king at right now so she's sort of she's hearing some noises coming from that room it's not a baby she's hearing lee these water noises coming from that room so she sort of going tio investigate what's going on there so that's sort of the set up of where we are in the movie and we'll just roll the scene and then I'll show you sort of what we did I thought I heard something but no I don't anything although this letter again it's fine just come down I want to ask for sleeping schedule okay? So that's so that's that scene this was just one of the images too of the images that we're on the mood board sort of toe that spoke to polly and I about what that scene was going to feel like I mean, there was tons more but we just for the purposes of this we just pulled two of those images so this is just a typical sort of shot list and you know, we didn't have that much money so it's like we kind of had to do all the scenes in a limited amount of, you know, angles in time I mean, if it was up to me, this would be like, you know, going around the room and all the angles that I'd like to get or whatever but it's basically it's a medium shot dolly sort of walking back with emmanuel if she's coming up the stairs so we set tracks and we pulled back with her this is a medium shot behind her as she's walking towards the door this isn't over the shoulder toe linda so when she sees linda, you know, we're behind her as to reveal in the close up of her listening at the door and over the shoulder of em to reveal the water coming under the door. These air the fantasy bits that I, you know, having olivia and then I started in ten or hall on dh, then a, you know, moving m p o v of chloe's door. She walks past cover from the if time allows. So this is a shot that we're willing to give up if we ran out of time and, you know, a lot of the time is taken by relieve the setting up of the light. So that's really a bummer because you think you have all this time and it's like for them to get the lighting right is really takes up most of your time and really, you have to shoot the scene with your actors in, like, ten minutes. So it's, like, you just always have less time than you ever possibly imagined that you could have on dh. This is just oh, and then we not we poly draws out thiss beautiful diagram once we've found our location and sort of puts in our shot lists here, but at least we have a diagram of, you know, where everyone is and what the shots are and this is emmanuel at the door and this is, you know, over the shoulder of her this is the side shot when we saw her listening at the door this is watching her from here this is going to pick up linda she comes up the stairs that little guy's linda and you know, there you have it these were the five shots and it's drawn out. So you have all of this in your little directors book along with a mark script this is marking, you know, the beats and, you know, it's tension uneasy, curious that's sort of like what's happening, you know, she's curious about what's going on in that room becomes tense and uneasy when, when that comes up and says with how you're doing on dh this is just an example of screen shots in the edit room and then this becomes sort of the card I built kind of not a mood board, but I build the whole film with these cards in the in the edit room for act one and act to enact three and these little cards sit in there and then as we change things around, they they fly around the board like, actually, we're gonna move this over here and that over there, but for me it helps to have like this scene I know I look at it, I know what the scene is I don't have to come over and read it and wait is that the hallway when she comes up this time or that time like notes it's this so it's just ah quick way for you and your editor it's to sort of move things around matt things et cetera eso we're just going to watch I think one other scene this is a little further down in the movie it's seen fifty four so at this point emanuel has discovered that when this baby is actually just a doll so there's something really wrong with linda but now she's grown attached to her so she feels protective of her and she's not telling her parents that she's actually baby sitting a dull for a madwoman s oh, she has a stepmother who's, a new stepmother who's trying to sort of, you know, get closer to her stepdaughter and, you know, it was just really trying super hard but she's not interested in her stepmother she's interested in the crazy neighbor lady who was looks like her dead mother and s o the scene is well, you're about to see the scene but this is a setup she knows now what's going on hello, hello oh, you look like you've had quite a run no ridiculously short actually I brought you some fresh baked cookies it's very sweetie. Thank you where's chloe sleeping sleeping yeah, she fell asleep in my arms so put her down for a nap. You know we would love to have you a little chloe over for dinner some night oh, wow, that would be lovely but chloe goes to bed quite early. Well, many manual could stay later one night you know, in a little extra money don't need extra money and I use my nights to study french. Well, maybe you could study your french here, you know, while the baby's sleeping yeah, okay, great had settled. How about friday? Okay, yeah. Ok, so that's that scene this was just one of the mood board cards and he pulled and again we came in a bit later than this close up on the cookies but it's just like wide shot from the door over the shoulder of linda reverse see linda dolly pushing on and throughout through janice and linda. So ideally a sorry go back grant from ideally, you wanted do your scenes in his few shots as possible and get creative within that because every time you I have a new scene or like I'm facing this way now facing that way it's not just like oh tossed the camera around it's like move all the lights and you probably only have lights to light one side so now it's not like you're set up to like this side now everyone's down for forty five minutes is everybody turns around and we like this and figures it out so as few shots as possible and as creative as you know as possible and sort of you know, being between the two women you know and moving in on and sort of the the shots in the style of the shots sort of helps to tell the story is sort of closing in on emanuel and she's between her mother and you know, her her it's that mother and her sort of fantasy mother and sort of, you know, trying to figure out creatively with your dp you're creative dp cause you're going to hire very creative dp how do we tell this story just through the lens you know, like even if they weren't talking like you would understand what's happening in the scene by the way that you that you shoot the scene and so then you, you know, probably got better on this one, but she sort of did the kitchen layout and sort of this is, you know, our little track and on the day we ended up moving this stuff so you can you just set it up and then you on the day you do whatever feels right, but we ended up putting emanuel down here and putting the two women here so it's more or less this is sort of how it was set up but then you change it on the day and that's the thing as long as you have a set plan then you can do whatever you want once you're there but you know that you have a set plan if everything goes to hell you can still shoot your scene and have your scene and you know and if you're inspired that day to change things around and great but at least you everyone goes in knowing you're going to get it done in a certain number of hours and this is just the scene breaking down and whatever and this is like in the edit room sort of that scene hanging on the wall somewhere and here we go and this is just the scene is thea underwater sequence and just I guess we'll just roll this and then I'll explain sort of how we accomplish this fantasy sequence wait okay, so that bit of madness these were our sort of whatever are, you know, mood shots but that was really ah huge undertaking we basically took chloe's bedroom that we found in this victorian house somewhere in los angeles and we rebuilt the inside of it not perfectly to scale like a little bit smaller but it's what it was um and we built it in this parking lot in long beach where they had this huge tank that they had built for some you know, multi good billion dollar movie that needed a tank and just built it and then walked away pretty much eso we re created her room we rented, you know, cranes and we basically lifted the room put it over this you know, huge fish tank for lack of better word and then just started to sink it in there with her actors and all our crew and you know, and people with, you know, scoop a year I happen to be lucky that my cinematographer was scuba certified so she's in there with her scooby year and her camera and your piece which is very frustrating for her because she could just hear me giving your directions and she could never talk back to me so that was like her worst day on set for sure. Good, good right um and yes so this was a huge undertaking, you know, for a little indy film but it just shows you like if your dog did enough and you surround yourself with people that understand why this scene is so important to you and how it's going toe elevate the movie that you you know, you find a way to do it, you know, just even in figuring out how would this even work? You know what I mean? S o that's you know and you know and of course everything that could go wrong on the day did go wrong and kaya had a break and you know what I mean and couldn't go down to the bottom and you know, the furniture that was in the room started floating in the room and hitting crew in the head on dh you know, day one our crane broke so we actually couldn't do it and lost a day of shooting that we had to sort of make up somewhere so I mean, it was not free of, you know, heartache and headache but it's just like, you know, you commit to it and you just, you know, see it through and obviously on this there's just like pages and pages of like, what we wanted to get in terms of shots because there's no dialogue and we're here so we better shoot the bejesus out of it and this is basically, you know, chloe's bedroom that we re created and you know, and it takes a lot of I thought, you know, like we had to leave gaps in the floorboards so that it would sink it's not going to just float in the tank because now you've got a floating room that's not going to really work for what you want to d'oh, so it just took a lot of, you know thought on everyone's part also to make sure that we didn't electrocute everybody in that tank with the lighting rigs and you know and all the rest of it and you know, stump people coming in because kaya could only do like a few whatever ten, twenty seconds of acting and then someone would shove a you know, a breather in her mouth and let it go and then she continue you know, her bit of acting and getting through windows and it was really, you know, challenging but it's like, you know, I think the end result was worth it and thank you um and yeah, and then there was some green screen madness that had to happen you know, it's incorporate our fish friends and you know, it's just it was you know, sorry if you and yeah, a couple of questions so was the side of the room clear? So you get a shot where was the camera the camera? Well, the camera was she was with polly's and it was she was swimming around with it well, we did accept that that was another fiasco is that you know, the camera assistant on one of the days didn't sealed the thing proper so then we fried like one hundred thousand dollars camera which thank god was we had insurance for that, but still, you know what I mean you don't want to fry camera um but yeah, that happened and then, you know, working with children, you know, because that baby sort of becomes from adult becomes a real living baby in this fantasy and that's, you know, that was challenging we had to, you know, find babies that looked like the doll that we had then we had tio shoot that sequence in a pool and, you know, and the babies, you know, not terribly cooperative, you know? And you couldn't you had to get three of them because you can only work them ten minutes at a time and it's like the baby's air, not that into it and so kaya standing in the pool, they'd be screaming, crying and but I've been told that, like, if you shove the baby underwater is not going to choke it's gonna stop crying and start talking so, you know, so kaya, standing there and she's really nice, you know, proper british girl and she's a and I think both the baby and just shove it do it because we're running out of time and, you know, I've only got thirty seconds left with this baby, otherwise you got to go get the parents to get the new baby and that baby is getting crying, the sky is going to stand there, so you know, there's a lot of craziness that goes down on then you know we have to cut we have to keep one baby our hero baby so which was a baby that swam the best you know get it from behind and you know it's a whole like madness you know you don't I think at the time like I said when you're writing you don't think like how is this going how you going to do this because if you did you wouldn't do it so you just figure it out later and just assume you know that it's going to somehow work sorry so that score for the movie is beautiful, right? Well nation hopefully is going toe my composer nathan larson is goingto we're going to do a skype call with him and I think that actual piece he did him and if it was him and his assistant or do you remember that was it was a collaboration but it was one of those situations where he let somebody he was working with work with him you know what I mean and uh yeah but he did I thought incredible job you know, throughout the film yeah um yeah thank you. We shot one day in the tank one night actually on dh we lost it the first night because like I said they they hired a crane a cheap crane that couldn't really lift it and but we figured like, hey, we're covered with insurance so there's a matter, we're going to lose to stay, they're going to pay for it. And then, as it turns out, the insurance said to me that, well, had you gone ahead and tried to lift the tank with this crane that wasn't working and killed your actors and your crew, we would have paid I'm not kidding for your last day, but because you made a judgment call and said, this is too dangerous, I'm not goingto, like, dip my actress and all this crew in with a crane that I can see visibly see the wheels of the crane or coming off the cement because you made that judgment call, we're not going to pay for your day, so it's, you know, it's, just maddening, but what are you going to dio? You know, you just that's what it is, and you know you're not going to take them to court with the three cents you have left at the end of the shooting day, so you just, you know, you figure it out, and you hope that you made the right call not, I'm not killing your teachers, but in, like, spending the two days to get this situation achieved, you know, was there something you have a question about the baby, but you kind of I kind of yeah, but now I'm kind of interested in your insurance policy whatever insurance we had don't get that insurance because they paid for basically nothing I think they pay like our makeup guy like crashed into the side of a car one morning because it was too early for him to come to work and he was just tired and I think I don't know they covered that there's something those four hundred dollars but yeah and the camera right and the camera no, they did cover the camera. Yeah, that would have been kind of a game stop her thin and cover the camera. That camera assistant did not survive the shoot but yeah it's like there's so many moving parts you know what I mean? You just going to assume that like something's going to go wrong every single day and it's funny because like you go through day and it's so hard you like god will it's not going to get harder than that? And then it does, you know? And so you then you just started to feel like every day something's going to go wrong and every day we're going to deal with it and move on because that is entirely what happens, you know way actually shot that's a good question because the whole movie was shot on alexa and but in this for this shoot, we had some reds hooked up sort of way. Haddon above shot. We had some cameras rigged in the room, all rolling at the same time and a lot of those we couldn't use because you could see the cinematographer swimming around with her camera in the shot. So it was kind of useless, but we could cut away here and there to some of the wides that you see are shot with. I think some residue think we even had some cannon candy. Whatever the hell it's called, um, because they were cheaper to rent and we just wanted to get as many cameras going at the same time because this was a one shot moment like we could only sink this puppy once, you know, and have dry curtains and all the rest of it. So it was just like everything role at the same time. And because it's digital doesn't matter, um, but yeah. Is that any other? Yes. Some parents let their baby go underwater. Yeah, like nothing but their names on the screen at the end of its super exciting. Their babies are in films. Um yeah, so I mean for that baby that made the cut like, you know, she's in this movie for all time and she's on their water and she's super cute but, yeah, I mean, but there's like a safety person and a custody person. And I think we have to have a teacher, tio I'm like, what are you teaching the children? And they're like two months, but there's all sorts of regulations that protect them, you know what I mean? And and they really do hold their breath underwater. It's like, really crazy. But I guess that's how? Infant swim like they have infants swimming classes. We find these babies from where we found these babies from, from infants. Women cause it was already parents that were, like, crazy enough. Tio spend the time to have their infants want to swim or learned to swim. So, you know, yeah, but all these things, you know, happening simultaneously like people like calling infant swimming classes and, you know, there's just so much, so much going on all at the same time. S o I guess your job is to try to stay as organized as you can and try to think ahead like what we need and who khun coup in the production office can take care of it. And your producers help you. And your assistant really helps you if you've got a good one, yeah, so that's, that bit of madness.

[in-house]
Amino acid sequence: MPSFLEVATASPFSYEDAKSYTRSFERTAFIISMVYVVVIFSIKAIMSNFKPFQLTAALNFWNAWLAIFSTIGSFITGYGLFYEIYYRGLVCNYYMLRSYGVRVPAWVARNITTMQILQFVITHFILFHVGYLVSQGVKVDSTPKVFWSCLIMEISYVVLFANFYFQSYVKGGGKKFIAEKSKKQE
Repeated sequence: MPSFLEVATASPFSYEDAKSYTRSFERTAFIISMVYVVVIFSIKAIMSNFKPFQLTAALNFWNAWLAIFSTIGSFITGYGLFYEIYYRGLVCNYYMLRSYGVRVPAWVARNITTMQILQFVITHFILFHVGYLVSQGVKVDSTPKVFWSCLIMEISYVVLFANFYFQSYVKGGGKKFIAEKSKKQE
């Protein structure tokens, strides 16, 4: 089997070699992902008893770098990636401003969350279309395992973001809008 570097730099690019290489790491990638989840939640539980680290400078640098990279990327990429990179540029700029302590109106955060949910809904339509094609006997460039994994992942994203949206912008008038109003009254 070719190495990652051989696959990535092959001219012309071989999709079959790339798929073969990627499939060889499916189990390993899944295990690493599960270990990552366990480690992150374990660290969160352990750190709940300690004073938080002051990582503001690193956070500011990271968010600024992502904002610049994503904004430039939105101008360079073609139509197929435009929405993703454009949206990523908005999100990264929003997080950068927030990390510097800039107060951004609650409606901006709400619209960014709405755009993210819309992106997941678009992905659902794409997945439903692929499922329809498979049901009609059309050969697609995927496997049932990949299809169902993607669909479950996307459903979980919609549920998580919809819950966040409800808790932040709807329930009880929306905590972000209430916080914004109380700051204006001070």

Class Description